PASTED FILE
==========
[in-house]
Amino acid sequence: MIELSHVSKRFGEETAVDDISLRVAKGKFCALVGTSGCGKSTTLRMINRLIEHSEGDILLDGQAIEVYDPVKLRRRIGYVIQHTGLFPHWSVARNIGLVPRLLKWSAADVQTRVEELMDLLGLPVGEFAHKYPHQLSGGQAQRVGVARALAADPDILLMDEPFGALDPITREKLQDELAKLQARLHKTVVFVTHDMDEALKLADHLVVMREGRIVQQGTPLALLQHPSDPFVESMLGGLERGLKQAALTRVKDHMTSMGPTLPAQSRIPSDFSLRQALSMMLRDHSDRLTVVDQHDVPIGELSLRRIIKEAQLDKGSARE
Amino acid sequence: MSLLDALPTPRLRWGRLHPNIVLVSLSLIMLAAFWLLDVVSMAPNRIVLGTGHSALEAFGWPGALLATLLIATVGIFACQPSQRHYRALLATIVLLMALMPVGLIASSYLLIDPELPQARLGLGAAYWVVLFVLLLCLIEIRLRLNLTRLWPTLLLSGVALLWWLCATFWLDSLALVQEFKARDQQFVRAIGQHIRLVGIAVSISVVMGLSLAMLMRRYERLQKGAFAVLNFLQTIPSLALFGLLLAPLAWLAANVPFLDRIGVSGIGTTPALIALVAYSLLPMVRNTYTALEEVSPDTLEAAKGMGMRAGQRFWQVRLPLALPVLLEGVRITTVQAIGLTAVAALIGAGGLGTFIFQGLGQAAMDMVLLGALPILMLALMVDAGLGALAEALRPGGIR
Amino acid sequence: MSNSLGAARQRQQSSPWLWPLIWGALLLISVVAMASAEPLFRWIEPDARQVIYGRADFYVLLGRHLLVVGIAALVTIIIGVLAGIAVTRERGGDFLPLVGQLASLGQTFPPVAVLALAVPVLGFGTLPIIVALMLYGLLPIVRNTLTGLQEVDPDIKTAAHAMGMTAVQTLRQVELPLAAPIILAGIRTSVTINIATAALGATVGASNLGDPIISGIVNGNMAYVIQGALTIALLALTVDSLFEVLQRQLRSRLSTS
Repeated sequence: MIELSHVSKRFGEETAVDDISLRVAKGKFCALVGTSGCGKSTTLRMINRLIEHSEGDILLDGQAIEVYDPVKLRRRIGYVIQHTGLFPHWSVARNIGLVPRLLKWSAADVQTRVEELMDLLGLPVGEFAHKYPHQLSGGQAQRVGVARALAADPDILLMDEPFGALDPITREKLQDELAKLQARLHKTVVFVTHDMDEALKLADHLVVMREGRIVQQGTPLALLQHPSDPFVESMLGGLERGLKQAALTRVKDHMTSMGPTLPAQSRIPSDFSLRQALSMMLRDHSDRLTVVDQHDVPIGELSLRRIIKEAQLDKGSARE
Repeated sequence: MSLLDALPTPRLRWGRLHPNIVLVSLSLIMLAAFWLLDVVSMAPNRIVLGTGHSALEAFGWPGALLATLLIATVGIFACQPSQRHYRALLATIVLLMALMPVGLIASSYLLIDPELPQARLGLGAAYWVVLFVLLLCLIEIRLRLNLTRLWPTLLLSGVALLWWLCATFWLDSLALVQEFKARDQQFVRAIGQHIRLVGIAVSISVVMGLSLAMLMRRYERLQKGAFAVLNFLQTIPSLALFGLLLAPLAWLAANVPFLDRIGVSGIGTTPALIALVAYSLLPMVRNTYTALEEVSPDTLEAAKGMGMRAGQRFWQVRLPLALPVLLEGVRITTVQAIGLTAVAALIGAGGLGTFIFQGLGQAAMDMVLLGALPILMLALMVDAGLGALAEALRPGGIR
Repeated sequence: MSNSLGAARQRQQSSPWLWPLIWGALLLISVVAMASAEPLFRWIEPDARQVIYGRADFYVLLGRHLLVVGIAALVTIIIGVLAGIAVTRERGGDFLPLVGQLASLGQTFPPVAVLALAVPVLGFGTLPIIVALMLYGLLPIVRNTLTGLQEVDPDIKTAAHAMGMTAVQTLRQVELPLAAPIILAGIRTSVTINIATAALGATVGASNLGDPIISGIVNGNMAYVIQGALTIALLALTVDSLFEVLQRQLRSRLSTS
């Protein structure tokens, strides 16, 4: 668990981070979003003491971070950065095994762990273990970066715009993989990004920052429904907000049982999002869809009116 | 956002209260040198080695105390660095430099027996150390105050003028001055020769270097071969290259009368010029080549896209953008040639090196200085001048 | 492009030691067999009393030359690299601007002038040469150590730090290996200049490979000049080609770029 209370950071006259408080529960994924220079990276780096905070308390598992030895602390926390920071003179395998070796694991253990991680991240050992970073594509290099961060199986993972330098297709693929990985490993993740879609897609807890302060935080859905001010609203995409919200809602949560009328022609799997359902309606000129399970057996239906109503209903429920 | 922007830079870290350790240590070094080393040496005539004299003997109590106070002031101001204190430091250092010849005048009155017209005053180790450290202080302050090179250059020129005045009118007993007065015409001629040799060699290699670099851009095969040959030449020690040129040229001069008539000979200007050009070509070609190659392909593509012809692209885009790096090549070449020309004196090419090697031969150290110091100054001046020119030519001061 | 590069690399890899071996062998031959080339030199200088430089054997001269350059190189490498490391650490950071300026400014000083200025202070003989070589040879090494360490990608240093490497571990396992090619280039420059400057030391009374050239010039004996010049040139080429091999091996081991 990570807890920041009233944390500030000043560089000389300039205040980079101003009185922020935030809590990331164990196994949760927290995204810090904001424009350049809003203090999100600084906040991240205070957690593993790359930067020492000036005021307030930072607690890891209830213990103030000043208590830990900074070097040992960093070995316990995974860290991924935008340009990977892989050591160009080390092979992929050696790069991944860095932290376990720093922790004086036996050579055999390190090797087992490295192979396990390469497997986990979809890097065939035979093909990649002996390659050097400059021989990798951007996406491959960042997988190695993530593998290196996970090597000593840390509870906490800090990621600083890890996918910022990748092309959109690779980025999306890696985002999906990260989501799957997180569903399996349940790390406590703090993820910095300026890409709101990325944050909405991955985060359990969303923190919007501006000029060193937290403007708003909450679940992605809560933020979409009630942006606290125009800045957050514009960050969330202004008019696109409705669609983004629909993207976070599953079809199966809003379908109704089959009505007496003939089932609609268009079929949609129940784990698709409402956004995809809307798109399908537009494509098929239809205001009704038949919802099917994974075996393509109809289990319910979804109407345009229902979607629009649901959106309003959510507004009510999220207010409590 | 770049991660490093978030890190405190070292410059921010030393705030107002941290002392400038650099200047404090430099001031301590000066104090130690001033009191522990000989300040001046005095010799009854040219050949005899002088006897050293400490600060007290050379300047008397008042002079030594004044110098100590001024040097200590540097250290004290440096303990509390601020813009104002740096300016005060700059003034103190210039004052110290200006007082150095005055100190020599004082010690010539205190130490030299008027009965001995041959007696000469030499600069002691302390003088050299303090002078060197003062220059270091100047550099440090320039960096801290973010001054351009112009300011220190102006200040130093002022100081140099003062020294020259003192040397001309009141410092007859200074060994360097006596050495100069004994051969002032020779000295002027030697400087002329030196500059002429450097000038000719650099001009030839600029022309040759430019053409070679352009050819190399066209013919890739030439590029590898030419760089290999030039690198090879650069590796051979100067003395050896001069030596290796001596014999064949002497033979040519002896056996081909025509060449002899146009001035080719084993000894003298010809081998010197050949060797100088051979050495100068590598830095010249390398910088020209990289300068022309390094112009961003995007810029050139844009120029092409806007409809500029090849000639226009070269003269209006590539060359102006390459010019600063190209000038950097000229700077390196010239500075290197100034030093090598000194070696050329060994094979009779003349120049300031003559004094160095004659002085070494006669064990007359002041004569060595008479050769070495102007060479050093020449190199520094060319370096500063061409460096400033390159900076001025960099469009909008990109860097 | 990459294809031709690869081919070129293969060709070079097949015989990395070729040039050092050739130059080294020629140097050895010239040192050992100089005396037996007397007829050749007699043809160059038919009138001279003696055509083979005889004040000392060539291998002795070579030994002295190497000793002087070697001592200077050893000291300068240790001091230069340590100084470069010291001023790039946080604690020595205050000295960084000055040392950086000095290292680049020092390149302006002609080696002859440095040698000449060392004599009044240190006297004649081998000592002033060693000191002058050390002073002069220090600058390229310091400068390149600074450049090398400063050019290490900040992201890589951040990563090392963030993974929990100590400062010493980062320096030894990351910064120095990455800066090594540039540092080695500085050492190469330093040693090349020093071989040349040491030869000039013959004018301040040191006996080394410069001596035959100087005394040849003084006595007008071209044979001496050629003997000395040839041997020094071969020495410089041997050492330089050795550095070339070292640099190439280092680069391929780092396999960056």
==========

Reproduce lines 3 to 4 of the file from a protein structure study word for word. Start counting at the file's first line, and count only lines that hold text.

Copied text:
Amino acid sequence: MSLLDALPTPRLRWGRLHPNIVLVSLSLIMLAAFWLLDVVSMAPNRIVLGTGHSALEAFGWPGALLATLLIATVGIFACQPSQRHYRALLATIVLLMALMPVGLIASSYLLIDPELPQARLGLGAAYWVVLFVLLLCLIEIRLRLNLTRLWPTLLLSGVALLWWLCATFWLDSLALVQEFKARDQQFVRAIGQHIRLVGIAVSISVVMGLSLAMLMRRYERLQKGAFAVLNFLQTIPSLALFGLLLAPLAWLAANVPFLDRIGVSGIGTTPALIALVAYSLLPMVRNTYTALEEVSPDTLEAAKGMGMRAGQRFWQVRLPLALPVLLEGVRITTVQAIGLTAVAALIGAGGLGTFIFQGLGQAAMDMVLLGALPILMLALMVDAGLGALAEALRPGGIR
Amino acid sequence: MSNSLGAARQRQQSSPWLWPLIWGALLLISVVAMASAEPLFRWIEPDARQVIYGRADFYVLLGRHLLVVGIAALVTIIIGVLAGIAVTRERGGDFLPLVGQLASLGQTFPPVAVLALAVPVLGFGTLPIIVALMLYGLLPIVRNTLTGLQEVDPDIKTAAHAMGMTAVQTLRQVELPLAAPIILAGIRTSVTINIATAALGATVGASNLGDPIISGIVNGNMAYVIQGALTIALLALTVDSLFEVLQRQLRSRLSTS